While other factors may have played a part, there is no doubt that the ‘broken window policy’ made New York City a much more pleasant place to be. My middle daughter attended Cooper Union from 1992 to 1996 and lived in New York City for a number of years after that. The change under Mayor Giuliani was noticeable. It was a pleasure to visit the city during the time he was Mayor.

San Francisco needs to deal with their problems–not rename them.

Racism In School Admissions Policies

There was a time in America when schools were segregated and black children did not have the educational opportunities that white children had. Now schools are integrated, and generally opportunities are more equal. Cultural differences impact the education that children receive, but generally speaking, opportunities are equal. Some cultures put a greater emphasis on academic achievement than others, and that has become obvious to our college admissions boards and to some of our specialty high schools. Those among us who care more about equal outcome than equal opportunity have tried to change their admissions policies to compensate for those cultural differences. New York City Mayor de Blasio and Chancellor Richard Carranza have attempted to change the admissions policies for New York City’s specialized high schools.

The New York Post posted an article about the changes on March 2.

The article reports:

Last December, the Chinese American Citizens Alliance Greater New York (CACAGNY) filed a racial-discrimination lawsuit against the city after Mayor de Blasio and Chancellor Richard Carranza announced changes to admissions to New York’s specialized high schools, eight of which measure academic ability only through the SHSAT, an objective, competitive test open to every student in the city. Wai Wah Chin, the president of CACAGNY, explains why she’s determined to fight their moves, which she says discriminate against Asians …

The article reminds us of the results of this testing program:

In 1971, New York state mandated an admissions test to the city’s specialized high schools to ensure meritocratic admission. Called the SHSAT, the test knows no race or ethnicity; privilege and wealth count for nothing. All that matters is each student’s own ability.

Because of this, a Holocaust refugee who arrived in America with no English, no wealth and no privilege could take the test two years later, enter Stuyvesant and go on to win the Nobel Prize in Chemistry in 1981. His name: Roald Hoffmann.

Chancellor Carranza says no other high-school admission system in the country relies on a single test. Well, no other admission system produced 14 Nobel Prize winners in science either.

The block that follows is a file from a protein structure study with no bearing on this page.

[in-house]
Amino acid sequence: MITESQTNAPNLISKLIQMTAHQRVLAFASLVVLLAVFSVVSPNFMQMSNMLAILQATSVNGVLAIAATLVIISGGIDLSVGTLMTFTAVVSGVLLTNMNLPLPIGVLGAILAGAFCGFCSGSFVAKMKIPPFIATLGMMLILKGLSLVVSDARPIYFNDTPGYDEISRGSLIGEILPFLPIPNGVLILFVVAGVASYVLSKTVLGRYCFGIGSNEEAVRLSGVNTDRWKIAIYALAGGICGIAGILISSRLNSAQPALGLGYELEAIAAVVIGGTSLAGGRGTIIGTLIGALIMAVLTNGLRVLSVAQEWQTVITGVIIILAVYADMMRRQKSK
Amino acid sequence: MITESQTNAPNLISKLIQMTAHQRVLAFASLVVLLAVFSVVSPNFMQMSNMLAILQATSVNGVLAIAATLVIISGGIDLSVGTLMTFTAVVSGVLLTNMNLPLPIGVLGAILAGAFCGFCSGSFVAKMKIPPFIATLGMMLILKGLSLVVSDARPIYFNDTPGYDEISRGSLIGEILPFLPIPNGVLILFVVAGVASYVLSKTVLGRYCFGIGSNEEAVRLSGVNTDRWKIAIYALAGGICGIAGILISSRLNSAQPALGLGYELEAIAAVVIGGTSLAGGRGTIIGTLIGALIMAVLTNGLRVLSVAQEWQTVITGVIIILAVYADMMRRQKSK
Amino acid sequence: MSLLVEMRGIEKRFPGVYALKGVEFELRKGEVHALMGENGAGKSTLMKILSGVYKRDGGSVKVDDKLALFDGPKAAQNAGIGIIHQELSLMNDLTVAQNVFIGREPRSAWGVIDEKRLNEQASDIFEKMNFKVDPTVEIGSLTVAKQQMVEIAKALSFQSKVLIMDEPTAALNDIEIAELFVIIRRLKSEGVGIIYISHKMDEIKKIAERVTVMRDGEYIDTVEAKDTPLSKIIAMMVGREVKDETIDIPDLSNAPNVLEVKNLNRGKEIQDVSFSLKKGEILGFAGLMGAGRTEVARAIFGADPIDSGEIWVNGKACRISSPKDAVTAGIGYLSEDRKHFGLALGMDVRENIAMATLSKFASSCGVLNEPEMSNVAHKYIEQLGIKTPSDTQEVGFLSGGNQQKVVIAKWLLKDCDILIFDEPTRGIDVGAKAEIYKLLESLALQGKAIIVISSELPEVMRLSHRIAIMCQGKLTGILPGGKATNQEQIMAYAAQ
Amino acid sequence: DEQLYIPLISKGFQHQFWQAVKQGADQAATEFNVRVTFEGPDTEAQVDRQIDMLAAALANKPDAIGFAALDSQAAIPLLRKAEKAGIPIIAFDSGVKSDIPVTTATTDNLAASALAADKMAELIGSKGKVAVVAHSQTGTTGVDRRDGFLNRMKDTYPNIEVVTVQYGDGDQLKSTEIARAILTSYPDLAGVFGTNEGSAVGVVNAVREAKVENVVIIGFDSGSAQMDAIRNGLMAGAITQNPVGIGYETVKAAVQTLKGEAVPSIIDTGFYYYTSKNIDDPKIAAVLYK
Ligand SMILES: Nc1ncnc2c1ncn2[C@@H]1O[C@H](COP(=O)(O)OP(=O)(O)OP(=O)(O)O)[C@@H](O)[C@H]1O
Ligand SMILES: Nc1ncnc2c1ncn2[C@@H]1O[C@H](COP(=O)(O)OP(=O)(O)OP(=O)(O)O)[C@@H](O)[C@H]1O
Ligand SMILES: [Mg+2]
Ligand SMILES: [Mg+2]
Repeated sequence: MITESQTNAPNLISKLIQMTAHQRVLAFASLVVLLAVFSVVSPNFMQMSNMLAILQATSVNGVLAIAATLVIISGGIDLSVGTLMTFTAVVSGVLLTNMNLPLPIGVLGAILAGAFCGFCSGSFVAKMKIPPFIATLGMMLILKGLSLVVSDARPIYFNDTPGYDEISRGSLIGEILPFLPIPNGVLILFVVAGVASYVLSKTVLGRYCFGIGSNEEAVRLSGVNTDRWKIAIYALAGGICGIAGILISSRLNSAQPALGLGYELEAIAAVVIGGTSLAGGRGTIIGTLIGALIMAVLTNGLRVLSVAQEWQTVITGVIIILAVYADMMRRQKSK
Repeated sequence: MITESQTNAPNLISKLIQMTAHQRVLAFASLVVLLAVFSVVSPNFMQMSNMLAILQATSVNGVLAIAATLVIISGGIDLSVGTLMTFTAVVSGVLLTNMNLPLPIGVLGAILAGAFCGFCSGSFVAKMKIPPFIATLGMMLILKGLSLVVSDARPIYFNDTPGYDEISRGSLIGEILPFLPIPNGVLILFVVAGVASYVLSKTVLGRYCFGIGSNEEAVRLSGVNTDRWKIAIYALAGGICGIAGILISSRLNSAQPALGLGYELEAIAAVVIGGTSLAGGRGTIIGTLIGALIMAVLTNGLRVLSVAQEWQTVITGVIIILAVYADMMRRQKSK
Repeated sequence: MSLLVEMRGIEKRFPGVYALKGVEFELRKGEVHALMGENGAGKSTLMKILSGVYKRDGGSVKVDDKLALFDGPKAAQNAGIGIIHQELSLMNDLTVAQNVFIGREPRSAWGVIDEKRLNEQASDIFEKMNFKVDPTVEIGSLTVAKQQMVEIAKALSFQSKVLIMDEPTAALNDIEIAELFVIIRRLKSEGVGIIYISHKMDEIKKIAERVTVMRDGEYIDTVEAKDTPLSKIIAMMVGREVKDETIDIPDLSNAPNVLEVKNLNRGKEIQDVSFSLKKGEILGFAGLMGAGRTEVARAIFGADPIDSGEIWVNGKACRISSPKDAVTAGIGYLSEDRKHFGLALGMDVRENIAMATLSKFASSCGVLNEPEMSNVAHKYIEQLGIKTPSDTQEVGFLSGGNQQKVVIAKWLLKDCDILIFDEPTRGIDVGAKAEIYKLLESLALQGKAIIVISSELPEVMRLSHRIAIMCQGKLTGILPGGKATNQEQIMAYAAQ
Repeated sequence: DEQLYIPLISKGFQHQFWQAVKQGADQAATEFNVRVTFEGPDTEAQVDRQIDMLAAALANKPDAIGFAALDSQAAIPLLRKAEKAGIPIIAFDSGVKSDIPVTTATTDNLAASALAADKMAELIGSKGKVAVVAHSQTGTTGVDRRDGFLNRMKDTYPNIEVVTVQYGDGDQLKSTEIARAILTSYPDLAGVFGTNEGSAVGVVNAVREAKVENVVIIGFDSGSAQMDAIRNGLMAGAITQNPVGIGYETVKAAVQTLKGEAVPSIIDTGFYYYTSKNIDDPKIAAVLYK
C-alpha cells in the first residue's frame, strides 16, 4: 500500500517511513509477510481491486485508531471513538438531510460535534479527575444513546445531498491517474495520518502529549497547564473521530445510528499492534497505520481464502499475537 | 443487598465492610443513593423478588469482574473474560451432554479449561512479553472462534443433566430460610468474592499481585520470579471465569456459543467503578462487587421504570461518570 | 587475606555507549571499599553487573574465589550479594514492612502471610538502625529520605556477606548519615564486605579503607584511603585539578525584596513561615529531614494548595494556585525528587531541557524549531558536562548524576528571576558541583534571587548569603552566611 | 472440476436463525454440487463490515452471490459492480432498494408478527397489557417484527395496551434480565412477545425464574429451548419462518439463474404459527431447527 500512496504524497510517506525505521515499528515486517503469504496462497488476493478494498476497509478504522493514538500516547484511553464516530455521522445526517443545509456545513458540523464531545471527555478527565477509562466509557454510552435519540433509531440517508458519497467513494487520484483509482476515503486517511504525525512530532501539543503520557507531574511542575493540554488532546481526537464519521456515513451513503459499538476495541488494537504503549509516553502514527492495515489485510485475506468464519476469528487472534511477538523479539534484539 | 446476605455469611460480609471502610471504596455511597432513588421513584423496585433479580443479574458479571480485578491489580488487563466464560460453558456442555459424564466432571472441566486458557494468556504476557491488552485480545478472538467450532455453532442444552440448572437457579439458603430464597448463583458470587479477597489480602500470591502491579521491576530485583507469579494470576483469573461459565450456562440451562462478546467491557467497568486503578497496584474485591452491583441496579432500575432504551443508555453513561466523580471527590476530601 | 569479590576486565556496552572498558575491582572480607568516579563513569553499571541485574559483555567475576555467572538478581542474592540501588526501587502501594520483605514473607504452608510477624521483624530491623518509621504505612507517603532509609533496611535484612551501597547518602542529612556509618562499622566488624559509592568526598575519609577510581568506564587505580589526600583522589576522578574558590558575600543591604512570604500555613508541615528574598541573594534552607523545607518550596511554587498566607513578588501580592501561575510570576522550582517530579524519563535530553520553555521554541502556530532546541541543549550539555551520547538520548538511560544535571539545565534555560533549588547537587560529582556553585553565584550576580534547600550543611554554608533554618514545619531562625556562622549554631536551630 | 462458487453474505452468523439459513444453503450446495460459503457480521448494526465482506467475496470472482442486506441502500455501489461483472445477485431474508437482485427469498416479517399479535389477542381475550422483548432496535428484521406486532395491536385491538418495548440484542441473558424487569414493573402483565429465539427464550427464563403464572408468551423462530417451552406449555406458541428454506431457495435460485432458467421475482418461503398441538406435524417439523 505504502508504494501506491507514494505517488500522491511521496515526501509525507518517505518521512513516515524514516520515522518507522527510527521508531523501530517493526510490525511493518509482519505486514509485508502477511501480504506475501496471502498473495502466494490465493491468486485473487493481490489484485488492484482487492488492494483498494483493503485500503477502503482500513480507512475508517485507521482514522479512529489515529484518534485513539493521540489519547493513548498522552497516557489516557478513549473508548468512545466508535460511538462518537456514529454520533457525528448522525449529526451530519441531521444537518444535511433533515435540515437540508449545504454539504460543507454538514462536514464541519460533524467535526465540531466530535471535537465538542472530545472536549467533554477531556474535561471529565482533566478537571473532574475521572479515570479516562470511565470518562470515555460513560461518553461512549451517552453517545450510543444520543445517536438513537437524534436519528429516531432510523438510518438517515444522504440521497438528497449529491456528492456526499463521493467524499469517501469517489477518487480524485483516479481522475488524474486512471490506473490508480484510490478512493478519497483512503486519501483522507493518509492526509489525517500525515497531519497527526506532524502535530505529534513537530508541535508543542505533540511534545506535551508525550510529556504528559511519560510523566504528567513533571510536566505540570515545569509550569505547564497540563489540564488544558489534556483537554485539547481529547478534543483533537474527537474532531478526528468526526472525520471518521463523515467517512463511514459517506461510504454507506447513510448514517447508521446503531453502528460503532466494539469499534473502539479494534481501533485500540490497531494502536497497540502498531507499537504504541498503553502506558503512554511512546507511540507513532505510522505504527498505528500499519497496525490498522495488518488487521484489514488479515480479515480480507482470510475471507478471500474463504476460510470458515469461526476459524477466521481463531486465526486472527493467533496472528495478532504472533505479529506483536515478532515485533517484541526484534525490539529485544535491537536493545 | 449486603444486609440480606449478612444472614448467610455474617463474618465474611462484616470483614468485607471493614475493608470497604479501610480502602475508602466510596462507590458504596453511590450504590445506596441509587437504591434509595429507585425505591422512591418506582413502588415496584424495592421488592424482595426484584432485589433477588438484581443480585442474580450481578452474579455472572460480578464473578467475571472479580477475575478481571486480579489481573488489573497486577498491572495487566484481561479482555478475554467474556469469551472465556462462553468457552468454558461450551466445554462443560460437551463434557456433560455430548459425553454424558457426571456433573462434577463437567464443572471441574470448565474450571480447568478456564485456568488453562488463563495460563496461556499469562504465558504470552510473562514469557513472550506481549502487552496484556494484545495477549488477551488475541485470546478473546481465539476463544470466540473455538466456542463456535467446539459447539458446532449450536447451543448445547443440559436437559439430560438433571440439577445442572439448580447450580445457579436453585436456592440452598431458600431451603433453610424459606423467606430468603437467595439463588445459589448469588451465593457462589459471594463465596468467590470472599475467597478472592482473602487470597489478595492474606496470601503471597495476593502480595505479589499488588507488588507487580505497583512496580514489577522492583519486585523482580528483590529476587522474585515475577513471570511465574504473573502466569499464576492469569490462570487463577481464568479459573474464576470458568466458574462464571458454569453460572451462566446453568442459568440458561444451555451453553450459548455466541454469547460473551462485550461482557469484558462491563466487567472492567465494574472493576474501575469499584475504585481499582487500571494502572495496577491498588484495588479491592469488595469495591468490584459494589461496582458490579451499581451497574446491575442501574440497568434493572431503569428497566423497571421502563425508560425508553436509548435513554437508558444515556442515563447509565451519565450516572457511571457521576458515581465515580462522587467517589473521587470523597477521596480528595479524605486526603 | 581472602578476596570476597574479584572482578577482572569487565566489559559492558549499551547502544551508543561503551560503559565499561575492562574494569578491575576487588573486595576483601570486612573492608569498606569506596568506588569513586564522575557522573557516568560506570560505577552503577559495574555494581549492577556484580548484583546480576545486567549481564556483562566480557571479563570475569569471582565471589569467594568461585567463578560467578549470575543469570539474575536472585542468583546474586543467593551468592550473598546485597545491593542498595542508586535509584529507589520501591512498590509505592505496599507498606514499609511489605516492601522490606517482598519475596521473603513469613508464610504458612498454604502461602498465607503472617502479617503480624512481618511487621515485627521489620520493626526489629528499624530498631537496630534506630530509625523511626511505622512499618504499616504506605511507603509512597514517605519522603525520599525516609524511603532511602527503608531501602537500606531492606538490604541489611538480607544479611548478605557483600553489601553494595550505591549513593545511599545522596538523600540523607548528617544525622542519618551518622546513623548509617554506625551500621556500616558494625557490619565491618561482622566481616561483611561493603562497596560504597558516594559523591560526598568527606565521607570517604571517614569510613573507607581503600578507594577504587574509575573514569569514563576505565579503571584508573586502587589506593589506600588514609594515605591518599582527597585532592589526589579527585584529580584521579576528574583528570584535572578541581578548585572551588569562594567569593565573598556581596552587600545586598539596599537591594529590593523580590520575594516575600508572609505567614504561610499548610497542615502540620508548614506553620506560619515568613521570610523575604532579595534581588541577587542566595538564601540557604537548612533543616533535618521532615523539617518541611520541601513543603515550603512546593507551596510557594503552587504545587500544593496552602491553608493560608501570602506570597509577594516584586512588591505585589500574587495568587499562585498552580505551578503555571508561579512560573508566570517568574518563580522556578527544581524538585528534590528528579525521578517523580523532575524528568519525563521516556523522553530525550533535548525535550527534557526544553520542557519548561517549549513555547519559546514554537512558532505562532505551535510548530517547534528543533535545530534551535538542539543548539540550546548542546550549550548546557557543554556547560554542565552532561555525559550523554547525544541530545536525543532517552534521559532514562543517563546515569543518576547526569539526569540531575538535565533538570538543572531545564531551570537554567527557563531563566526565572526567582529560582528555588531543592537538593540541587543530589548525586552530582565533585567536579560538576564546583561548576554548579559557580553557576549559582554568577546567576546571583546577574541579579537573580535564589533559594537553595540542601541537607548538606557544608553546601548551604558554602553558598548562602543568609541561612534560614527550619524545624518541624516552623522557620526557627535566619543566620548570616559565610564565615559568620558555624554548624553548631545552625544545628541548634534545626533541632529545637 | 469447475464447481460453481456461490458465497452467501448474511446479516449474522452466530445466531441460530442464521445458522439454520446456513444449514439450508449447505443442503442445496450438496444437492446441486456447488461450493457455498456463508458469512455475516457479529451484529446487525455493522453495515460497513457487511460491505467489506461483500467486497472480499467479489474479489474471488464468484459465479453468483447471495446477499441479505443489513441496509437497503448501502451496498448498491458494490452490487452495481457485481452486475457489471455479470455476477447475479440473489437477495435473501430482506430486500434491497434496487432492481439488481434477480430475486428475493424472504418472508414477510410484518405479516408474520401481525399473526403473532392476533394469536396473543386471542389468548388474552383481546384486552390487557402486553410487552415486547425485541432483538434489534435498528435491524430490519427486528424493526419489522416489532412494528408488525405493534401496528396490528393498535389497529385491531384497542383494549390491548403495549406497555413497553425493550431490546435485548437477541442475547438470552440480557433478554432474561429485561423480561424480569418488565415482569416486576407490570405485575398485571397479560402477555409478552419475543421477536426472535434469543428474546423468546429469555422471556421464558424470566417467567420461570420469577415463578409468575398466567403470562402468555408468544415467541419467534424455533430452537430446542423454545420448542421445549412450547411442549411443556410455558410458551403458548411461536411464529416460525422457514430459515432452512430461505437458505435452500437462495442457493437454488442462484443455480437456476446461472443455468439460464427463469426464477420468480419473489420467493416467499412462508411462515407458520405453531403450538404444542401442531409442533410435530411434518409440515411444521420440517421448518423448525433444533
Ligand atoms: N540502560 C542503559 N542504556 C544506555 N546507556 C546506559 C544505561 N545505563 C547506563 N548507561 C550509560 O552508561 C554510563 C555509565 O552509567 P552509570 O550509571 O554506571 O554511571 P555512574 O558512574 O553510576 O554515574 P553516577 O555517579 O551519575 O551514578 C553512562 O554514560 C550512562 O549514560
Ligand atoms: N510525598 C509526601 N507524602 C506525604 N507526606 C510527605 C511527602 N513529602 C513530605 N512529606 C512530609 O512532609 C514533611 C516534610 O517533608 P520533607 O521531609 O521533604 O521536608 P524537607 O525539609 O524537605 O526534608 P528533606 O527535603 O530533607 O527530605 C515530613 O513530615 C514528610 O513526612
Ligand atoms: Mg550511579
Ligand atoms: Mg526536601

The article lists the Mayor’s solution to bringing diversity to the specialized high schools:

But de Blasio holds that meritocracy must have a predetermined, racially balanced outcome. So when East and South Asians get 50 percent of the offers to the specialized high schools while making up 16 percent of the students, he cries “Stuyvesant doesn’t look like New York City” and devises schemes to exclude them, his Asian Exclusion Act of the 21st century.

In one scheme, he arbitrarily takes 20 percent of the seats away from each Specialized High School to limit seats available to Asians. Then, he sets aside that 20 percent for students who took the SHSAT but failed to get into any of the eight schools, and applies eligibility criteria carefully crafted to exclude as many Asians as he can.

In another scheme, he brings back Harvard’s odious “geographic diversity,” limiting admission from each middle school to just 7 percent of its students, knowing full well that Asians are concentrated in a few middle schools.

These schemes impose a targeted racial balance. What’s more, they would lead to a significant portion of the student body being unprepared for the pace and levels at which the Specialized High Schools currently operate. Such social reverse engineering is the opposite of meritocracy.

If Mayor de Blasio is able to implement his ideas, it is a pretty safe bet that the number of Nobel Prize winning scientists coming out of these schools in the future will decrease drastically. I hope the CACAGNY wins their lawsuit.

More Insanity From The Political Left

Yesterday The Wall Street Journal posted an article about a recent statement from New York City Mayor Bill de Blasio.

The Mayor stated, “Here’s the truth. Brothers and sisters, there’s plenty of money in the world. There’s plenty of money in this city. It’s just in the wrong hands.”

Wow. So it’s wrong for the money to be in the hands of the people who actually earned it?

The article notes:

• Perhaps he means David Koch, the retired businessman and libertarian who donated the entire $65 million cost for the new public plaza in front of the Metropolitan Museum of Art. The more than six million people who visit the museum each year can now stroll past trees and fountains on their way in and out of the Met, which by the way is also supported by private donors.

• Or perhaps the mayor is thinking of Ken Langone, the Home Depot founder, who has donated hundreds of millions of dollars to the New York University Medical Center that treats patients of all incomes and social strata. Mr. Langone’s most recent $100 million gift, made last year, will go to provide cost-free tuition for every NYU medical student. Wrong hands?

• Or maybe the mayor has in mind Richard Gilder, who made a fortune in finance and provided the first major grant for the Central Park Conservancy that has rescued the park from its sad mid-20th-century decline. Each year the conservancy, led by private donors, restores eroding corners of this grand public space with new trees, lawns, playgrounds and ballfields that are used by tens of thousands across the city regardless of income.

Mr. Gilder has also given generously to the American Museum of Natural History and the New-York Historical Society, two other favorites for visitors and students of all ways and means.